UAE Verification Rules: A Big Step Towards Global Best Practices

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Through changes in the law, the government and the Central Bank of the UAE hope to protect the interests of all stakeholders in financial transactions involving checks.
Image Credit: Gulf News

Dubai: The UAE’s new bad check decriminalization law that took effect on Sunday is a big step forward in updating the country’s banking laws in line with global best practices.

The new amendments to the Commercial Transactions Law come with severe administrative penalties for issuing checks without sufficient funds and a strong judicial alternative through civil courts to protect the rights of check recipients.

The changes in the law consolidate the principles of justice by reconciling the interest of the beneficiary of the check (bearer) to exercise his rights as soon as possible, and the interest of the drawer to suppress any criminal action initiated for non-payment of the check.

Through changes in the law, the government and the Central Bank of the UAE hope to protect the interests of all stakeholders in financial transactions involving checks.

Despite the changes to the Bad Checks Law, some cases will be retained as offenses to achieve the desired goals of decriminalization and its replacement by certain civil measures. Under the amended provisions, fraud related to checks and cases of intentional failure to pay on checks issued at maturity without a legal reason such as the check was lost or the holder has been declared bankrupt may give rise to to criminal prosecution.

In addition, cases related to check fraud and abuse involving account closure, or withdrawal of the entire balance before the check is issued, or before presenting it to the bank for collection and / or intentional freezing of the account or any activity to prevent the cashing of a check will become a criminal offense.

More clarity and flexibility

The new amendments to the Commercial Transactions Law aim to reduce the difficulties encountered in the practical experience of processing checks and to put in place the best and most efficient international practices.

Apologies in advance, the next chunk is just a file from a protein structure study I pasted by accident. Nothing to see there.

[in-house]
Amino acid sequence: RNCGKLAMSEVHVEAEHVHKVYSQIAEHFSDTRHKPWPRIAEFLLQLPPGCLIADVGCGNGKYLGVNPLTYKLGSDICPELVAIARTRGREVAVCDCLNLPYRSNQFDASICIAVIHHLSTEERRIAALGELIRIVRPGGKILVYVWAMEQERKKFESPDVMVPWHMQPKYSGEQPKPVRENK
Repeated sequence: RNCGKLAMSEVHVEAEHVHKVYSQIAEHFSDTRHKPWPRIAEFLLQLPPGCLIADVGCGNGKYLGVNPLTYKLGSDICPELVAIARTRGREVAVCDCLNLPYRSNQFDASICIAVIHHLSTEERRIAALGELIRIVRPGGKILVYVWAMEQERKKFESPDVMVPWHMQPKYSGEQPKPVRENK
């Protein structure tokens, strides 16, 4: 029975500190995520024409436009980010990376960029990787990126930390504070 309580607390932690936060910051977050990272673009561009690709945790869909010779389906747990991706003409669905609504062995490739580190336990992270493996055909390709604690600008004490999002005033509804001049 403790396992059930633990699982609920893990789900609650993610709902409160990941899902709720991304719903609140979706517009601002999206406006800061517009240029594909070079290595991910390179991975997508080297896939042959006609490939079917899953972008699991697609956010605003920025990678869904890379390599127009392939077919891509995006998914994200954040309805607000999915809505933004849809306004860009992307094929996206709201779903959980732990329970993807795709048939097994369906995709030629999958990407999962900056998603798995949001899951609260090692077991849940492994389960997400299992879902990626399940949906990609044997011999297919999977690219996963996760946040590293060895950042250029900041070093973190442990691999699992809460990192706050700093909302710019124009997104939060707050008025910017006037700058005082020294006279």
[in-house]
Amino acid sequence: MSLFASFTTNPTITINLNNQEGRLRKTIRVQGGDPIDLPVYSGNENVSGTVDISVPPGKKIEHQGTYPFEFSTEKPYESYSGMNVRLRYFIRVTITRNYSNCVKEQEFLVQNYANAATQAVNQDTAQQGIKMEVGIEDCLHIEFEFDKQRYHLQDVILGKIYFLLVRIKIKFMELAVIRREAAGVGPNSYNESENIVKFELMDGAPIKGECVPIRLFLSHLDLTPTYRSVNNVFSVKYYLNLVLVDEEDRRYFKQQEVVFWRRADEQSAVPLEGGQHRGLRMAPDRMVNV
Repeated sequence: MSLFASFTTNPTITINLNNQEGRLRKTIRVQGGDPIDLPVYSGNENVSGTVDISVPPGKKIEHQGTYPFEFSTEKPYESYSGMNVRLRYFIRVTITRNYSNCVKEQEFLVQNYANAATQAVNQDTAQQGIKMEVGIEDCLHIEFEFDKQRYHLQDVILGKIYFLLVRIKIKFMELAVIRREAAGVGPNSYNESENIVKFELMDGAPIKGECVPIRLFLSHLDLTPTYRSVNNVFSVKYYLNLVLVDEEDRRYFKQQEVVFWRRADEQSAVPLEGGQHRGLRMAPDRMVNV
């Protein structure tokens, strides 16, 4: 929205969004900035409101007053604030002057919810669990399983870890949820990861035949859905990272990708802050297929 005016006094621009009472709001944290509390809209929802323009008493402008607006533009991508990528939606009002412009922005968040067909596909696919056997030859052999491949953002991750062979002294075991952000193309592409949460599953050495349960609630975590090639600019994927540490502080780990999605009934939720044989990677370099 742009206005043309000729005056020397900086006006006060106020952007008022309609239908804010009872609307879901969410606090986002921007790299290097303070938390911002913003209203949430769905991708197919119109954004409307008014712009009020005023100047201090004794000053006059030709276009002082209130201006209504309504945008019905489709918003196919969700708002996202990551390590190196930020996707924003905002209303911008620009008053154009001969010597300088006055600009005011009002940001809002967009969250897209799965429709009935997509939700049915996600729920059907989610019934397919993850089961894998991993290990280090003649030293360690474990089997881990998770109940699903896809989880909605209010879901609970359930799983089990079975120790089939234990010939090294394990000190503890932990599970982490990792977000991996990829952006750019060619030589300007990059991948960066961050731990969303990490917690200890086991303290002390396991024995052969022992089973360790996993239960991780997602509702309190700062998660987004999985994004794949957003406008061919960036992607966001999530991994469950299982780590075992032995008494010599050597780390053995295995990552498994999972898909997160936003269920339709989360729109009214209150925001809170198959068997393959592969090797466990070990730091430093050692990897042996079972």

A QUESTION OF CONCERN

Over the years, criminal cases related to financial transactions, the majority of which involved bad checks, had long been a matter of concern to the government, regulators, law enforcement agencies and the justice system of the United States. country. Although the changes in the law reduce the scope of criminal proceedings, they are expected to reduce the burden on the police and the judiciary in determining the criminality of bad checks and provide swift and effective justice to aggrieved parties.

The provision for partial payment of the check in the event of insufficient funds has emerged as a flexible alternative to payments and reducing the criminalization of bad checks.

Essentially, in letter and spirit, the changes to the law present themselves as a flexible alternative, simplifying the procedures for collecting the value of a check issued in favor of the payee while minimizing criminal proceedings.

While the amended law consolidates the principles of justice by balancing the interests of the payee of the check and the drawer, there is a clear emphasis on the operational flexibility of checks in financial transactions. Going forward, criminal proceedings and heavy fines for non-compliance will be exceptions rather than a rule and should act as a deterrent to those who are likely to violate the new rules.

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